Parallel to Beginning. Similar to beginning situation or image.

Yes They were driving their 1964 Chevrolet Impala down the highway while the wind blew through their hair.

Yes Her father drove up in a new 1964 Chevrolet Impala, a replacement for the one that burned up.

Monologue. Character comments.

Yes  I wish Tom could have known Sister Dalbec’s prickly guidance before the dust devils of Sin City battered his soul.

Dialogue. Characters converse.


I just published an ebook of short stories and flash fiction on Amazon called Tapestry of Words. I enjoy writing short stories and I found that these tips were helpful with my writing. Take a look at my new book. Just follow this link.  Have a blessed day.    Shirley

Article first posted on Jerz’s Literacy Weblog

Christmas is coming… early! (GIVEAWAY: November 10th!)

Christmas is coming… early! (GIVEAWAY: November 10th!)


Here is a book just for Christmas. Enjoy the look…Shirley

Originally posted on No Problem Child:

I know, it’s only November… but hear me out. :-)

This year, when Christmas comes… I want you to be able to share with your children the greatest gift of all… the whole story of the God who loves!

And in order to do that, I’ve got a new resource for you…

Christmas Advent Adventure


This! It’s an Advent storybook with 25 engaging stories spanning the entire Bible! It introduces the loving God, the Savior of mankind, and the meaning of His birth… It helps you paint the picture to your children of the TRUE story of redemption… the TRUE gift that we remember in December.

Christmas! Advent Storybook

Every page features a 1-minute, easy-to-read-aloud story, with colorful, fascinating artwork, and a friendly little bug to hunt and find somewhere on the page.

This book is near to my heart for several reasons. First of all, my bestie wrote it. Her name is Natasha and she blogs here. Here’s what…

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6 Tips To Hook A Reader on Page One


Originally posted on Carly Watters, Literary Agent:

I’ve read thousands of “page ones.” Very often I don’t read page two.

Sometimes all I read is that first page and I make judgements based on what I see there. As an agent and a reader my practice is that if I’m not connecting with the material I move on–and quickly.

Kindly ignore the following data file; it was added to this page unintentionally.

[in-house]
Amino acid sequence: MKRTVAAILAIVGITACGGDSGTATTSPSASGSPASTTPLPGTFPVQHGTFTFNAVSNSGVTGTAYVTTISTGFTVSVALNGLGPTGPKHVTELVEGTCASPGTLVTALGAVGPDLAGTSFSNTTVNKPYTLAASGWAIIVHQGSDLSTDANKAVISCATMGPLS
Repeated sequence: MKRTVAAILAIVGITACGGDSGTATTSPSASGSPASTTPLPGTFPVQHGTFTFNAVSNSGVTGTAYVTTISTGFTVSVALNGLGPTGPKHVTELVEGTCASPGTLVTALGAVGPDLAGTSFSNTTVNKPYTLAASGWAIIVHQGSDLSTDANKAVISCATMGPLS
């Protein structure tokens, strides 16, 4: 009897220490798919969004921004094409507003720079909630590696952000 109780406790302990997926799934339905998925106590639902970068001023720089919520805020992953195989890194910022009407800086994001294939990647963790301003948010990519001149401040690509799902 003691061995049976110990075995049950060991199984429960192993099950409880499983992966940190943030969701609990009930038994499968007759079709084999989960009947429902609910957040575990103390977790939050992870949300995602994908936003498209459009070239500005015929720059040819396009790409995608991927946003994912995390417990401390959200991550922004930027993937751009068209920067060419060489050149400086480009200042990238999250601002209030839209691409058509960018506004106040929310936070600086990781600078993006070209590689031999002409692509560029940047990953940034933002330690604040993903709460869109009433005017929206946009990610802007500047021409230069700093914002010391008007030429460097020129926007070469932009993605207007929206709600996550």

I wish I had time to give writers (and their books) more of a chance but I can tell a lot by one page: sense of dialogue, setting, pace, character, voice, and writing talent–yes, usually all from one page. Five at the most.

So how are you supposed to get us past one page?

6 Tips To Hook A Reader on Page One

1. Learn how to balance what readers need to know vs. what you, as the writer, want to tell us. I can sense a writer who is trying to show off very quickly. It really only takes…

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Determining What to Write About


One of the first and most important decisions for every writer is determining what to write about. Making this decision can feel overwhelming often because of long-held notions we have about what it means to be a writer. Many people believe that authors just have ideas that come to them or, worse yet, that authors are so intelligent that they are able to create something unique that has never been seen or thought of before.

In reality, neither scenario is entirely true. Most of the time, authors decide what to write about from examining their personal lives and interests or by examining the work of other authors and making parts of existing material into something new and different.

Writing about things you know and care about is important for several reasons. For one, it usually makes writing much easier: if you are writing from personal experiences, you can spend more energy on adding creative twists to a story that already exists.

Second, if you are writing about something you care about, you usually have a deeper sense of the subject and will have more information from which to write. Choosing topics or experiences that you care about will develop a sense of “you” which only you can create.

Here are some strategies for coming up with ideas for writing:

Make lists of topics or things that you are interested in—hobbies, issues, things, places

Draw a floor plan of your home and make a list of three memorable events that happened in each room

Make a list of problems that you have seen characters face in movies, TV shows, or books, and use one as the basis for your own story

Make a list of your most memorable experiences and determine which might be the basis for a piece of writing

Maintain a personal journal and collect thoughts and descriptions that might be used as the basis for a piece of writing

Think about “small moments” of life to expand and explore rather than creating large, involved stories Read and re-read the authors that you are fond of.

Look for places where you can pick up where they left off or think of how the story could be retold from a different character’s perspective

Take elements from an existing storyline from a book, movie, or play and work your own real-life or past experiences in to create a new story